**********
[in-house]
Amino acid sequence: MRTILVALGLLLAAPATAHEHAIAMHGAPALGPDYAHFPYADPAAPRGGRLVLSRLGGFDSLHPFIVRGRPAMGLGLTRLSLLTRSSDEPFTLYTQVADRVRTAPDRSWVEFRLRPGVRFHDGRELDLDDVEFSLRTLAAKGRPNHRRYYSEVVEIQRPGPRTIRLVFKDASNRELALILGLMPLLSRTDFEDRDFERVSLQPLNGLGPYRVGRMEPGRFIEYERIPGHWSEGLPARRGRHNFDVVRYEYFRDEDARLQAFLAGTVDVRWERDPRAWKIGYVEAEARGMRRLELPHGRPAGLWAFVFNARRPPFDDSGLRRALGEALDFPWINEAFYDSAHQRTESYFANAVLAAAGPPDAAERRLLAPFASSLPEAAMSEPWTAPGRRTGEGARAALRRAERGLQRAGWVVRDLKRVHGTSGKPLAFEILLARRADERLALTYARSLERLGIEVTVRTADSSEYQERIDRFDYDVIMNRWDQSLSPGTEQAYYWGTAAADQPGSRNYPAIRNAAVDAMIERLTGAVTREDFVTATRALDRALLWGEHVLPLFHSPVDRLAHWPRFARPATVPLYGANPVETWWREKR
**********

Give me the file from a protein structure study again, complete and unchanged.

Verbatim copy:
[in-house]
Amino acid sequence: MRTILVALGLLLAAPATAHEHAIAMHGAPALGPDYAHFPYADPAAPRGGRLVLSRLGGFDSLHPFIVRGRPAMGLGLTRLSLLTRSSDEPFTLYTQVADRVRTAPDRSWVEFRLRPGVRFHDGRELDLDDVEFSLRTLAAKGRPNHRRYYSEVVEIQRPGPRTIRLVFKDASNRELALILGLMPLLSRTDFEDRDFERVSLQPLNGLGPYRVGRMEPGRFIEYERIPGHWSEGLPARRGRHNFDVVRYEYFRDEDARLQAFLAGTVDVRWERDPRAWKIGYVEAEARGMRRLELPHGRPAGLWAFVFNARRPPFDDSGLRRALGEALDFPWINEAFYDSAHQRTESYFANAVLAAAGPPDAAERRLLAPFASSLPEAAMSEPWTAPGRRTGEGARAALRRAERGLQRAGWVVRDLKRVHGTSGKPLAFEILLARRADERLALTYARSLERLGIEVTVRTADSSEYQERIDRFDYDVIMNRWDQSLSPGTEQAYYWGTAAADQPGSRNYPAIRNAAVDAMIERLTGAVTREDFVTATRALDRALLWGEHVLPLFHSPVDRLAHWPRFARPATVPLYGANPVETWWREKR